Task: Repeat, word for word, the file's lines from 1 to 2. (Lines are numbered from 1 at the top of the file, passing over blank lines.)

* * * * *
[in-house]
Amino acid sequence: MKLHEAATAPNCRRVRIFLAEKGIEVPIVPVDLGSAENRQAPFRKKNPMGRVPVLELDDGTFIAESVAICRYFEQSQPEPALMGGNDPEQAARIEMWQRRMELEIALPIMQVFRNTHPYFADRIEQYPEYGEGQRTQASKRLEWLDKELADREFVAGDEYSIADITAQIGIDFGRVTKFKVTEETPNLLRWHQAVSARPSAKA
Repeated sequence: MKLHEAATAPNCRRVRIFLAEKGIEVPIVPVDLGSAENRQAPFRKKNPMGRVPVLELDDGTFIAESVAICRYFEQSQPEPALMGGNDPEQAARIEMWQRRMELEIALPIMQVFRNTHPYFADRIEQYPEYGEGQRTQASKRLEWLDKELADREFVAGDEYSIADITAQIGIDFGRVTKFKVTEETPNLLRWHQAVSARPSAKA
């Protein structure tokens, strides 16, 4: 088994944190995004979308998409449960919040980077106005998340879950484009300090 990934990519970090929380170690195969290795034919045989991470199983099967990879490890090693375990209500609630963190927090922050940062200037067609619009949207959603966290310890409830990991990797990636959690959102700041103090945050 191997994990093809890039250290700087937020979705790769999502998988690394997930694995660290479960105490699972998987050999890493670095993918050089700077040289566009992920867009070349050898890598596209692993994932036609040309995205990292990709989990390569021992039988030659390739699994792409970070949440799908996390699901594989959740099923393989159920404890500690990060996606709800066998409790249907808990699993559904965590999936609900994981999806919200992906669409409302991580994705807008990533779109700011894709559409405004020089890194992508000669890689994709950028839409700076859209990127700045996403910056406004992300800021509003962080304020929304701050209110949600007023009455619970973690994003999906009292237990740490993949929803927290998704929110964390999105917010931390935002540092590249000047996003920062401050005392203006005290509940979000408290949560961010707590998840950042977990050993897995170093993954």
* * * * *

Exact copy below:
[in-house]
Amino acid sequence: MKLHEAATAPNCRRVRIFLAEKGIEVPIVPVDLGSAENRQAPFRKKNPMGRVPVLELDDGTFIAESVAICRYFEQSQPEPALMGGNDPEQAARIEMWQRRMELEIALPIMQVFRNTHPYFADRIEQYPEYGEGQRTQASKRLEWLDKELADREFVAGDEYSIADITAQIGIDFGRVTKFKVTEETPNLLRWHQAVSARPSAKA